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Re: Ecrypting passwords

by neilwatson (Priest)
on Nov 04, 2003 at 20:19 UTC ( #304526=note: print w/replies, xml ) Need Help??


in reply to Re: Ecrypting passwords
in thread Ecrypting passwords

Something I don't understand. Perhaps someone could enlighten me?

If we encrypt the password via SHA1 and store it in database how will we compare it at login? Doesn't SHA1 encrypt the same string into a random hash each time? So if we encrypt the user given password and compare it to the stored password aren't the hashes going to be different?

If we somehow unencrypt the hashes how is that done? I don't see that mentioned in the SHA1 docs.

Sorry for being dense.

Neil Watson
watson-wilson.ca

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Re: Re: Ecrypting passwords
by hardburn (Abbot) on Nov 04, 2003 at 20:28 UTC

    If you put the exact same data into SHA1 (or any other reasonable hashing algorithm), the exact same hash value will come out. It's only when you have different data (even as small as one bit) that a cryptographic hash will give a different output. Non-cryptographic hashing algorithms (such as the one used by Perl's hash data structure) may produce collisions for different data, which usually need to be handled by the program in question.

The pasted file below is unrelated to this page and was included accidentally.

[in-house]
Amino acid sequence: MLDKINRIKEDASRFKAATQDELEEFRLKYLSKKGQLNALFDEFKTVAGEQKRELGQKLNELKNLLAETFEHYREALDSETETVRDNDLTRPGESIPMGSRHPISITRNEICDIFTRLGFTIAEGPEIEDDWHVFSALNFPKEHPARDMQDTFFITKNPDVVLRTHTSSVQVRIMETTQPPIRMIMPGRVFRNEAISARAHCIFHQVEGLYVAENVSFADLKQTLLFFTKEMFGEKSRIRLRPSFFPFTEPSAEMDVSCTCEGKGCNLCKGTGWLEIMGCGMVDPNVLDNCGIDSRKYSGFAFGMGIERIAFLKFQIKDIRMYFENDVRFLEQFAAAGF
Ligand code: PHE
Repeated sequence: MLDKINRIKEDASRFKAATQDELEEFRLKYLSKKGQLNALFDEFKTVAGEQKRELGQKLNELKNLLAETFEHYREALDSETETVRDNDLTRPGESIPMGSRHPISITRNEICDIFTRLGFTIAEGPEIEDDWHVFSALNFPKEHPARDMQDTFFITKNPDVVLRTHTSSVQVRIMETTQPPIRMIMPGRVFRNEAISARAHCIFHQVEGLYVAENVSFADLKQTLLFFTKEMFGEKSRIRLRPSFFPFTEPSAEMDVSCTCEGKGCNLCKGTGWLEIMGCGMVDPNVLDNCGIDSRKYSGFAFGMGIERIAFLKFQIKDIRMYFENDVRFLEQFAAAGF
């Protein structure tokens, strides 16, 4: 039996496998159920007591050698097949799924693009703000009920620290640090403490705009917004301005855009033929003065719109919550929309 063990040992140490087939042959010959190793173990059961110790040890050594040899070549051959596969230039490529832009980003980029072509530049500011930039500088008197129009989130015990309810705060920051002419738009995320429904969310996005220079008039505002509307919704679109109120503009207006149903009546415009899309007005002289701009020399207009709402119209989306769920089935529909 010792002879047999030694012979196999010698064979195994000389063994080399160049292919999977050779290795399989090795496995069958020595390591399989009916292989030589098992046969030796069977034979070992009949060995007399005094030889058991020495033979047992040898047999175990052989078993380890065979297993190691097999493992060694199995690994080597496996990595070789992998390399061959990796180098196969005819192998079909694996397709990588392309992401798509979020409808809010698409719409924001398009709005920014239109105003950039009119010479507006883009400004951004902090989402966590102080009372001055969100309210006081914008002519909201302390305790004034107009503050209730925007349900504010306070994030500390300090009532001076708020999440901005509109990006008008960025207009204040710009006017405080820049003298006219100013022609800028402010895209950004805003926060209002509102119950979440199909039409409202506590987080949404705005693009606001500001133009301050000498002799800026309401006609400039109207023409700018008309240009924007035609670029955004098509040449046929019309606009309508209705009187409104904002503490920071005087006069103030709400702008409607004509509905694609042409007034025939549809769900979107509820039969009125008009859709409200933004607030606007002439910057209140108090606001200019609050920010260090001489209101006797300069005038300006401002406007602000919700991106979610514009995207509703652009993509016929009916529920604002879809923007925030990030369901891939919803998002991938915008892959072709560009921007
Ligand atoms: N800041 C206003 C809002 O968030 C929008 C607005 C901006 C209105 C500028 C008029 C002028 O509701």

----
    I wanted to explore how Perl's closures can be manipulated, and ended up creating an object system by accident.
    -- Schemer

    : () { :|:& };:

    Note: All code is untested, unless otherwise stated

      I am not experiencing that :(. Consider this code example:
      # encrypts password using # SHA-1 algorithm my $sha1 = Digest::SHA1->new; # reset algorithm $sha1->hexdigest; # encrypt $salt = 1658087940; my $secret = $sha1->sha1_hex($passwd . $salt);

      Run in a shell script the hash is the same each time the salt and password are the same (as you said). However, when inserted into a web page (HTML::Mason but, on the same machine) the hash is different each time.

      Neil Watson
      watson-wilson.ca

        I suspect there is somehow a bug in how you're getting the data from the web. Try printing out the hex encoding of the orginal string before you send it to the hash function to make sure you're putting in the exact same data each time.

        ----
        I wanted to explore how Perl's closures can be manipulated, and ended up creating an object system by accident.
        -- Schemer

        : () { :|:& };:

        Note: All code is untested, unless otherwise stated

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